Okay, so I know WHAT the tests look like and what I have to practice. I spent a lot of time tonight that seemed almost wasted, although mostly it was identifying certain phrases that I need to simply memorize the structure of, and to recognize them when they show up in the test.
K. Written Exam, Part 1
The first part is a “fill in the blank” option … there is a gap in a phrase where I have 4 choices of a word to place in the sentence. Other times it is a long phrase. The farther I go in the test, the harder the practice questions become. I don’t know if that happens in the actual test. While there are no “tricks”, there are certain small elements to watch for such as concordance of verbs, verb tenses, prepositions, vocabulary, or sometimes, “faux amis” (false friends where a word in English is used, as an anglicism, rather than the real french word).
I was finally able to get the one-on-one french training started last week (some long delays due to administrative inertia followed by a few weeks of figuring it out with the new approach to delivery followed by a mixup that delayed me two more weeks), and the first week went about as I expected. I’m pretty rusty, my pronunciation is off (too anglo-sounding for some of the words), and I’m not using enough “mots liens” (linking words) to give myself a good structure. I have confirmed however that my three strengths remain — large vocabulary (with good retention), good flow (“mon debit”) and willingness to speak / elaborate. Lots of people trying for their “C” levels in government have blocks to their progression — some speak in stutter-steps i.e. start and stop, start and stop, start and stop as they search for words and structure; some have limited vocabulary specific to a work area, for example, and have trouble going beyond to talk about stories from their past; or some have both of the first two and combine it with a general inability or unwillingness to elaborate to say anything other than short answers. » Read the rest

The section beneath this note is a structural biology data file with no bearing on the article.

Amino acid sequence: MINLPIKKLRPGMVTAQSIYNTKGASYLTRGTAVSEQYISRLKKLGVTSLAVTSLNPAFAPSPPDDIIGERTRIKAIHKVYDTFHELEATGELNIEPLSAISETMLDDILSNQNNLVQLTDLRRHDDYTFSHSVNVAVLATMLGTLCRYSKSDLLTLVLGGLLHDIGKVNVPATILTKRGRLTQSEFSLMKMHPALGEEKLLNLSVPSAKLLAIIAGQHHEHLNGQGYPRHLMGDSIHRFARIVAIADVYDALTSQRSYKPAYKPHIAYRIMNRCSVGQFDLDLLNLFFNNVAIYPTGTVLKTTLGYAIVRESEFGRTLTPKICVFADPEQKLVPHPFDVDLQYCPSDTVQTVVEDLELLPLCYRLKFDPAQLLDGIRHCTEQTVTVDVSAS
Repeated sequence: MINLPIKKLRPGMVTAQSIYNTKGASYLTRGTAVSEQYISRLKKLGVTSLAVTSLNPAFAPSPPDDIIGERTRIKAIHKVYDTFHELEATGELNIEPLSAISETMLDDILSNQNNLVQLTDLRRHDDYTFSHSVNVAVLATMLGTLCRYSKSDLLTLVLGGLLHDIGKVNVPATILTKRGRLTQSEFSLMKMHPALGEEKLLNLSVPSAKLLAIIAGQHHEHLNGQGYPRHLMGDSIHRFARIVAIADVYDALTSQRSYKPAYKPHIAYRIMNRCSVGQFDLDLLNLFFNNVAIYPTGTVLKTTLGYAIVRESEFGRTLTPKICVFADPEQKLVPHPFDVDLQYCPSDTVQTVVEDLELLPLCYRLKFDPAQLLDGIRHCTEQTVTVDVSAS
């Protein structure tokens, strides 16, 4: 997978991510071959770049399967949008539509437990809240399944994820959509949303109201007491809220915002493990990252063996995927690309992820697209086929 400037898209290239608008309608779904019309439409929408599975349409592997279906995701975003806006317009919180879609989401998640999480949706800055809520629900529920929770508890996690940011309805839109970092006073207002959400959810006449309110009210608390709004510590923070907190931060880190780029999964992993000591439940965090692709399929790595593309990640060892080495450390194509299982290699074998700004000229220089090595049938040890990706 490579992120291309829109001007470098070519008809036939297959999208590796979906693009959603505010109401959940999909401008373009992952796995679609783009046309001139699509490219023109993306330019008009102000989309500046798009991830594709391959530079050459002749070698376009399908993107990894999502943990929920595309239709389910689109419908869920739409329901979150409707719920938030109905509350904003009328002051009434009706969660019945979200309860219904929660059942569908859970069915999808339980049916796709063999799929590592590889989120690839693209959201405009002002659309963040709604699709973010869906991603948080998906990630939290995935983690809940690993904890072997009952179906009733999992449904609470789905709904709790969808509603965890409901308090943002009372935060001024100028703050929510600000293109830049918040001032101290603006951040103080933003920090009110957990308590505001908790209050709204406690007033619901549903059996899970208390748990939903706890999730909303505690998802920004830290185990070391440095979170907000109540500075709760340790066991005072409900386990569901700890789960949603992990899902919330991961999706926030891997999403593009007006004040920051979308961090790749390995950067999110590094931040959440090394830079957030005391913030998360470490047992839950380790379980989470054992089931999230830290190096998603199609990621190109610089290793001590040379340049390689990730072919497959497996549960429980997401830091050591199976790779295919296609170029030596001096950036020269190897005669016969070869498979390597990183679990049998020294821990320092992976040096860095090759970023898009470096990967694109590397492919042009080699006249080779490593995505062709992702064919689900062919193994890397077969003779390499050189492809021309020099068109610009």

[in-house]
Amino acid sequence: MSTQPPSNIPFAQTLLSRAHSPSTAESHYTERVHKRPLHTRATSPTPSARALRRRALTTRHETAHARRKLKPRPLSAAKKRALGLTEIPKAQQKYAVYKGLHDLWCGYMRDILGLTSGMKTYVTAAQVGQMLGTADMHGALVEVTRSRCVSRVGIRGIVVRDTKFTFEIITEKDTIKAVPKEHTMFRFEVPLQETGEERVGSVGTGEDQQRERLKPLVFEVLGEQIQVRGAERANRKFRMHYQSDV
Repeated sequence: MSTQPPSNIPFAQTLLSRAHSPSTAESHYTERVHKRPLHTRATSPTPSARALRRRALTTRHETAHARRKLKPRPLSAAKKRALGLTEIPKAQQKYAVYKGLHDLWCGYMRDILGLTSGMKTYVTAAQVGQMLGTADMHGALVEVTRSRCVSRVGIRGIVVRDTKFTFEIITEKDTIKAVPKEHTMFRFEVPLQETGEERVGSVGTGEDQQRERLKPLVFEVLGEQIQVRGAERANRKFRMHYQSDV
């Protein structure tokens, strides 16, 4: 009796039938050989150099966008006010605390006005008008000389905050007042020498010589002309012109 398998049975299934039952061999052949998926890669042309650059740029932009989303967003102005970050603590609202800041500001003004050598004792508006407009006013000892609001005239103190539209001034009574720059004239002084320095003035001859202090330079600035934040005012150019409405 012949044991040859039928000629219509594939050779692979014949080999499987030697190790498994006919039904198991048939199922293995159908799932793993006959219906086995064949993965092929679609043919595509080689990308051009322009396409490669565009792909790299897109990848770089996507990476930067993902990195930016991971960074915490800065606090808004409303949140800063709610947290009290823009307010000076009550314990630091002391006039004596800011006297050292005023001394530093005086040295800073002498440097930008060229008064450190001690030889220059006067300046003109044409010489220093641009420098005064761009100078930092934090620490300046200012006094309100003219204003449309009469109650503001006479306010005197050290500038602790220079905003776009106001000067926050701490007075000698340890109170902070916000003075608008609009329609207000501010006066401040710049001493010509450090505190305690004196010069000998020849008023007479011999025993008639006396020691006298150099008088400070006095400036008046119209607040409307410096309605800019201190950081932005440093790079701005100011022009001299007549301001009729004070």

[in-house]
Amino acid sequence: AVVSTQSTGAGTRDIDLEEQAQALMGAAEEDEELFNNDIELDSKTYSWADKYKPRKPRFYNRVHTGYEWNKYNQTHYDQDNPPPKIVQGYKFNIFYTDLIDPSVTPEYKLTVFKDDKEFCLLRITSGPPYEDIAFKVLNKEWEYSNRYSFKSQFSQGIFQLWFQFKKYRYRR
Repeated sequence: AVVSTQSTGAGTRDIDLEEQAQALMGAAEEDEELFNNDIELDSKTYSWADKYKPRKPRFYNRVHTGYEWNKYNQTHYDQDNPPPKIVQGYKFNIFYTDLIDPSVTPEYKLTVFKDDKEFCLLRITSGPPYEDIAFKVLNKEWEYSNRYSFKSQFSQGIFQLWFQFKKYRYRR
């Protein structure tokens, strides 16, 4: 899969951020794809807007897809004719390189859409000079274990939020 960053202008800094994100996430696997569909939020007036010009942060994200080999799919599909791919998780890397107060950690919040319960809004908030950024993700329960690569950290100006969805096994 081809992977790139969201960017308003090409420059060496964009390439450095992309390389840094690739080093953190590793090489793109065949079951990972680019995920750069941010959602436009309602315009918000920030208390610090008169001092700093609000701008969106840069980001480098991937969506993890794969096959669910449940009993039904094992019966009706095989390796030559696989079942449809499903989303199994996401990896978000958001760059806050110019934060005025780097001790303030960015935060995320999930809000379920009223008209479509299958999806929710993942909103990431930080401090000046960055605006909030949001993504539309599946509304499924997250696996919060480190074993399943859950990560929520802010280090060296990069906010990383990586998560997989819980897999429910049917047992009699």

I’ve been working on my structure for my review of French to support my next written test. Lots to review, but since a lot of it will be all over the place, with multiple tools, I need a structure to figure out what exactly I’m “reviewing”. It will also be the basis for future oral review too, so I’m trying keep some of those things in mind too.
Here are the categories I’m anticipating using for my note-taking:
Standard conjugations — Avoir and Être of course, plus about five or six other common ones;
Verb tenses — standard ones plus “linking” phrases for the past that require certain forms…I frequently have trouble with passé compose vs. imparfait, partly as I use a passive voice in English (including this sentence!), and as a result, often I would be using imparfait for a description. But the instructors kept telling me it had to be PC instead, yet the real problem was not verb tense but my tendency towards a passive voice in any language which requires imparfait to sound right to me…a simple solution?
For my last update, I finished with “I’m going to blog my way through my re-certification process, from low-level beginner back to moderately fluent. Wish me luck…”. Fast-forward 8 months, and not much changed. I pushed for training, and ran into massive administrative inertia as to what I was supposed to do for training. They’ve been working to update the policy, and in the meantime, my training request went nowhere.
I was initially assessed back in August or September and they recommended 52 weeks of training, 6 hours per week of self-study and 3 hours of practice. Not exactly the speed I was looking for. Plus I was supposed to be a priority. Try again, different process, okay, now they say 3 weeks full-time one on one initially, just need the paperwork. Five weeks later, I was still waiting for the paperwork, and when we pushed yet again, they said, “Oh, right, well we don’t do it that way any more, now it has to be a 12 week course.” » Read the rest
When I left off my last update, I fast-forwarded through seven years of non-use of my french at work. Non-use is a bit of an exaggeration, I use it occasionally, but I certainly don’t “work” in French. More like active listening in meetings. It’s even worse over the last 10 years as I’m working in planning. Almost all planning in government is done in English. I had a francophone director previously, and even he said he didn’t know any of the french terms for the various documents. Phrases like the Program Activity Architecture, now the Program Alignment Architecture, are shortened in speaking even in French to “le PAA” even though the french acronym is simply the inverse (AAP). But nobody says the words that spell out PAA or AAP, and even francophones pronounced the acronym as just the letters P-A-A (not pay-ah-ah). Sad, but true. None of the inputs I receive are written in french, none of the drafts coming from other branches are in french. » Read the rest